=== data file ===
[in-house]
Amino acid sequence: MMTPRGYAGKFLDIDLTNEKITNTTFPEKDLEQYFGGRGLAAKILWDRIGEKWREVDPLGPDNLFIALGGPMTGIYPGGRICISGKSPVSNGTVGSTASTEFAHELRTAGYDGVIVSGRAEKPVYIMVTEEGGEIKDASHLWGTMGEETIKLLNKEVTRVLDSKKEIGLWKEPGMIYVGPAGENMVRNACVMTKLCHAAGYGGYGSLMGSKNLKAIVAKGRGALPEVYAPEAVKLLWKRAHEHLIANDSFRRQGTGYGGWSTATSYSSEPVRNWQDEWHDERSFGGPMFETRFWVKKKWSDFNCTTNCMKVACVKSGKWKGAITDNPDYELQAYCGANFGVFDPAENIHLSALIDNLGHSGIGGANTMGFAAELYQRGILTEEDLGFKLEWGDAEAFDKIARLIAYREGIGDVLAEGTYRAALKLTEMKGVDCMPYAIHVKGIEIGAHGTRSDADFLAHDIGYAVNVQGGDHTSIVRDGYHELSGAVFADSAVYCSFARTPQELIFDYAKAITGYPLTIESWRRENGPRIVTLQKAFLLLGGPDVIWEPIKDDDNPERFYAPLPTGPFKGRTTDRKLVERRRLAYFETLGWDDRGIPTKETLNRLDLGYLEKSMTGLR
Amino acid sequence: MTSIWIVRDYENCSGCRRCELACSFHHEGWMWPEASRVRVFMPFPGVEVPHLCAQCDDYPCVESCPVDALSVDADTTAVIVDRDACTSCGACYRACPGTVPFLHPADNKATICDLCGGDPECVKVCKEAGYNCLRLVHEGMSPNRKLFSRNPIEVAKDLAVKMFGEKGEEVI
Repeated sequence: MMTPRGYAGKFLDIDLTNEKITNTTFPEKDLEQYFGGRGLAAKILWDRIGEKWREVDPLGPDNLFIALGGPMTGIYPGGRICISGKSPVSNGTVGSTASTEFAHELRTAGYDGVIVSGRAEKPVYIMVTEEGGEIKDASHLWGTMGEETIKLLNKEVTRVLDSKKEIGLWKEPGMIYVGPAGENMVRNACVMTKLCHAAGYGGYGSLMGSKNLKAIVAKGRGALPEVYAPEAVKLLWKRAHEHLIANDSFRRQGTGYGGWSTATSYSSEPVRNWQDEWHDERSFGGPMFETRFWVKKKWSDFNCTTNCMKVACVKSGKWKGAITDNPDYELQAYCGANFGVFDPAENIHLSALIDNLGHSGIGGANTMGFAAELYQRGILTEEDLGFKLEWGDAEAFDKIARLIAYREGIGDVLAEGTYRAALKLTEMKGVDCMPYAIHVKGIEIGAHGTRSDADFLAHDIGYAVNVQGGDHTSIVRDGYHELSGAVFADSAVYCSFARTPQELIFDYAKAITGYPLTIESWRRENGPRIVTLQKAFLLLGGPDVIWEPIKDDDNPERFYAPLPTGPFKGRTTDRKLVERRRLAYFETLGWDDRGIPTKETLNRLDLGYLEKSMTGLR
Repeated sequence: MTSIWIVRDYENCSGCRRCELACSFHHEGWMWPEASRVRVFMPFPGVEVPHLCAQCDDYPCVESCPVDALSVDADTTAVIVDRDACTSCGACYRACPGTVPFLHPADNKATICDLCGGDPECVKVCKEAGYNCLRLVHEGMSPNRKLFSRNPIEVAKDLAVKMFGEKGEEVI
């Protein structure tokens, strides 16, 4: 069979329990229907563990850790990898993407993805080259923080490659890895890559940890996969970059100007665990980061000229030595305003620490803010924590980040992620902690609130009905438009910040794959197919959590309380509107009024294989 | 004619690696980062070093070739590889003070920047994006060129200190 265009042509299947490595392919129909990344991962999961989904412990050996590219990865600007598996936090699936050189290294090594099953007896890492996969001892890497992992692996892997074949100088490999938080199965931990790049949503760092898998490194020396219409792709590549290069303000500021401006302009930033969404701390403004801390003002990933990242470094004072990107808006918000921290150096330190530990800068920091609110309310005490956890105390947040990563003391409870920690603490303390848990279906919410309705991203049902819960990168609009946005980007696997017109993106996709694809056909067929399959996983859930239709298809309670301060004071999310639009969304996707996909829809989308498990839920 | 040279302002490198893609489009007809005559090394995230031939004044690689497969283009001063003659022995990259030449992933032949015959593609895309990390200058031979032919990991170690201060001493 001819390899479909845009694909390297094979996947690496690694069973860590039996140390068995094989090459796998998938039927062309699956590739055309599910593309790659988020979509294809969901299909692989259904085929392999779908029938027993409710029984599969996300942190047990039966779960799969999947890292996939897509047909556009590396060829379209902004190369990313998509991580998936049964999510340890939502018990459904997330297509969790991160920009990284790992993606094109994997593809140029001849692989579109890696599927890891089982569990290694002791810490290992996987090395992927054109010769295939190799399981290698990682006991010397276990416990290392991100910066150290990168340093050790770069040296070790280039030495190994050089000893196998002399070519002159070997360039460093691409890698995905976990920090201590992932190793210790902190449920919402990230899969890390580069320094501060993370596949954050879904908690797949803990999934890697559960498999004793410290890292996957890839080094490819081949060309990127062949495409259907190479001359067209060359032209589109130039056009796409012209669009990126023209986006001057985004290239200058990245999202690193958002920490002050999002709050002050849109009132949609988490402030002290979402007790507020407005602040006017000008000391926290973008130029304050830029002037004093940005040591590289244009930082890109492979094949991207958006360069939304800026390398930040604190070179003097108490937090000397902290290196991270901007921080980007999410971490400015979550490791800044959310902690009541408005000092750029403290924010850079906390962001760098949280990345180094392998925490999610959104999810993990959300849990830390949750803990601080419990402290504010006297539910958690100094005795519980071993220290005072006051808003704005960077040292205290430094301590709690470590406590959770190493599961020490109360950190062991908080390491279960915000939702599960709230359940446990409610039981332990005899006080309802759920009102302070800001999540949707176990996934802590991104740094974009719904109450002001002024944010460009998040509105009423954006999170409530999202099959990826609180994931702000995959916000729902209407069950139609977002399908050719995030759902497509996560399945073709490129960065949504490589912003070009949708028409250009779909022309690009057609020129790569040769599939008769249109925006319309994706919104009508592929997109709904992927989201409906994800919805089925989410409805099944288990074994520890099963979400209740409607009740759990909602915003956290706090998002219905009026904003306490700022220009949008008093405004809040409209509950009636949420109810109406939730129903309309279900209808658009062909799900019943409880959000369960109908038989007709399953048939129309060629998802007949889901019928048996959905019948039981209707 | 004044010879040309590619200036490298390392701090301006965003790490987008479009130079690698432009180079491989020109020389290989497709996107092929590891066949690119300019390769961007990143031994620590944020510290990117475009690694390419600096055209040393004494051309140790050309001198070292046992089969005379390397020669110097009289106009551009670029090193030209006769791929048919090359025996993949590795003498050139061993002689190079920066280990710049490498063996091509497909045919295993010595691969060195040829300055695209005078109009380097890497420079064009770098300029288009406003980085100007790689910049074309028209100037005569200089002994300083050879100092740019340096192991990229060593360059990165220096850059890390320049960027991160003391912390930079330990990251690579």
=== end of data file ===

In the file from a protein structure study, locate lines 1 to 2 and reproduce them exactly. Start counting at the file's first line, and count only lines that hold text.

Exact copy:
[in-house]
Amino acid sequence: MMTPRGYAGKFLDIDLTNEKITNTTFPEKDLEQYFGGRGLAAKILWDRIGEKWREVDPLGPDNLFIALGGPMTGIYPGGRICISGKSPVSNGTVGSTASTEFAHELRTAGYDGVIVSGRAEKPVYIMVTEEGGEIKDASHLWGTMGEETIKLLNKEVTRVLDSKKEIGLWKEPGMIYVGPAGENMVRNACVMTKLCHAAGYGGYGSLMGSKNLKAIVAKGRGALPEVYAPEAVKLLWKRAHEHLIANDSFRRQGTGYGGWSTATSYSSEPVRNWQDEWHDERSFGGPMFETRFWVKKKWSDFNCTTNCMKVACVKSGKWKGAITDNPDYELQAYCGANFGVFDPAENIHLSALIDNLGHSGIGGANTMGFAAELYQRGILTEEDLGFKLEWGDAEAFDKIARLIAYREGIGDVLAEGTYRAALKLTEMKGVDCMPYAIHVKGIEIGAHGTRSDADFLAHDIGYAVNVQGGDHTSIVRDGYHELSGAVFADSAVYCSFARTPQELIFDYAKAITGYPLTIESWRRENGPRIVTLQKAFLLLGGPDVIWEPIKDDDNPERFYAPLPTGPFKGRTTDRKLVERRRLAYFETLGWDDRGIPTKETLNRLDLGYLEKSMTGLR